-- Jason Weinstein, a senior aide in the Justice Department's criminal division, played a key role in drafting the February 2011 letter. Weinstein, who had served as a highly regarded prosecutor in Baltimore and New York for a decade before taking a political appointment at the Justice Department, already had come under scrutiny from Republican lawmakers. They say he had approved the use of wiretaps in the Obama administration's Fast and Furious operation and he should have dug deeper. The department has acknowledged that the operation sent as many as 2,000 weapons into Mexico but failed to follow them. Many of those guns later ended up at crime scenes on both sides of the border, including near the body of slain Border Patrol Agent Brian Terry in December 2010.
Justice officials say Weinstein relied on the ATF and the U.S. Attorney's Office in drafting the letter.
-- Justice Department Criminal Division chief Lanny Breuer received draft copies of the Feb. 4, 2011 letter from Weinstein and forwarded those messages to his personal email account, which he didn't share in recent congressional testimony about questionable ATF tactics in gun cases. However, Breuer writes in new correspondence to Congress Friday that "I cannot say for sure whether I saw a draft of the letter...I have no recollection of having done so and given that I was on official travel that week and given the scope of my duties as Assistant Attorney General, I think it is exceedingly unlikely that I did so." Breuer apologized last month for failing to make a "connection" between out-of-bounds strategies he discovered in a Bush-era case and Fast and Furious.
-- Former Arizona U.S. Attorney Dennis Burke, who resigned in August as the gun trafficking scandal intensified, repeatedly urged Justice officials in Washington to "push back" against "categorical falsehoods" coming from whistleblowers inside the ATF and from members of Congress. Burke also had some choice words for Sen. Grassley's staff, which he said were "acting as willing stooges for the Gun Lobby" and "lobbing this reckless despicable accusation" about ATF. In another message, he tells a colleague that the congressional accusations are "among the lowest acts I have ever seen in politics." Burke may have been relying on aides in his office, who more closely supervised the day to day activities of the ATF in the gun trafficking operation.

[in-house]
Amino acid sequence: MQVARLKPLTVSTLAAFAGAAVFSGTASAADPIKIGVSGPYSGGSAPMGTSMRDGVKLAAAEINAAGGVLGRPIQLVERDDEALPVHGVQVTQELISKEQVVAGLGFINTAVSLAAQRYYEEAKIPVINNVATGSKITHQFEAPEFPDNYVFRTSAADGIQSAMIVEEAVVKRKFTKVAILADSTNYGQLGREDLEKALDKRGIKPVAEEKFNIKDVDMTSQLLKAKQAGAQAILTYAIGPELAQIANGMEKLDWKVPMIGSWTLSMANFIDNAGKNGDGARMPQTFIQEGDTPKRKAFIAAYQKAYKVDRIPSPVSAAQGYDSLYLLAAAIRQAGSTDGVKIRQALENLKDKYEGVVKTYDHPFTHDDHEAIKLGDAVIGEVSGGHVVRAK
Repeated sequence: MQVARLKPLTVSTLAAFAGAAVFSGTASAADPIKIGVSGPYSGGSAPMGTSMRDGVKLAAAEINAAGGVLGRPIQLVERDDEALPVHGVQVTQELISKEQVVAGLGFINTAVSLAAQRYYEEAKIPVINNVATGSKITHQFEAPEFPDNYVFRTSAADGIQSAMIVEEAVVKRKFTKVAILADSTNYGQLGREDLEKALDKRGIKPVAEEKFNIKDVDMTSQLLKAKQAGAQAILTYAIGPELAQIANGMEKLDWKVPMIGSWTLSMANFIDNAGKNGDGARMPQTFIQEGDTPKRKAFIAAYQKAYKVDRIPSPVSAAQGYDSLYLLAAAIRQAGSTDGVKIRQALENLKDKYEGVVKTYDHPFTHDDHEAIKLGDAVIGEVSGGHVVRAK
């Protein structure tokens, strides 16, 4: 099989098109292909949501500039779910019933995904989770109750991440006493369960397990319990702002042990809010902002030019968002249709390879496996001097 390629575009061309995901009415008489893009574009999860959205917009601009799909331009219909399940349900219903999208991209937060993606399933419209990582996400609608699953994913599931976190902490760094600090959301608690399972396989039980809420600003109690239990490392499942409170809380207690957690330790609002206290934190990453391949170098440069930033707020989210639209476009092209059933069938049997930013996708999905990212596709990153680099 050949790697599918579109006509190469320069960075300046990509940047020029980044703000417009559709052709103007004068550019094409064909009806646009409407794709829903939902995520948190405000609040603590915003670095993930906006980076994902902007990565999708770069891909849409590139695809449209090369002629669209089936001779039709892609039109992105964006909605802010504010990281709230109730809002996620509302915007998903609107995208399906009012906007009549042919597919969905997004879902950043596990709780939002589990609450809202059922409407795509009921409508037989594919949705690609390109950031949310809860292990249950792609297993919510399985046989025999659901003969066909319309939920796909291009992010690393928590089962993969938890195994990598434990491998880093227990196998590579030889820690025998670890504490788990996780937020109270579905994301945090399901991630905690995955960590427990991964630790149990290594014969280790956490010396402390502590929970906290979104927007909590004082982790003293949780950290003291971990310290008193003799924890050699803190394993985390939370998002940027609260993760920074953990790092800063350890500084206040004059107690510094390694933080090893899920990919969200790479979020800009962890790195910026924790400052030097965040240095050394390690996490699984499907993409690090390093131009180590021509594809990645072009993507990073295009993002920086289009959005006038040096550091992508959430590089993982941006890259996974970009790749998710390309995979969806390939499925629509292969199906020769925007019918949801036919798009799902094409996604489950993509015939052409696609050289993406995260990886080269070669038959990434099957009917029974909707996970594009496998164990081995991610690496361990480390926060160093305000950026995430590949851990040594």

"Dennis Burke is a standup guy. He provided what he believed to be accurate information to the Department of Justice, as he always does," said Chuck Rosenberg, an attorney for Burke.
-- Drafts of the Feb. 4th letter reached the highest levels of the Justice Department, as aides to the Deputy Attorney General suggested fixes to the language and prodded subordinates to check the facts. In one email chain, a deputy named Lisa Monaco advised against using adjectives such as "categorically" and asked, "why poke the tiger" when it comes to communications with Capitol Hill.
Grassley, who has been leading an investigation into what went wrong in the Fast and Furious operation for most of this year, says, "the Justice Department can't have it both ways." He took to the Senate floor Thursday night to raise a series of new questions about the operation. Many of them could emerge anew next week, when Attorney General Holder testifies in a House oversight hearing December 8th.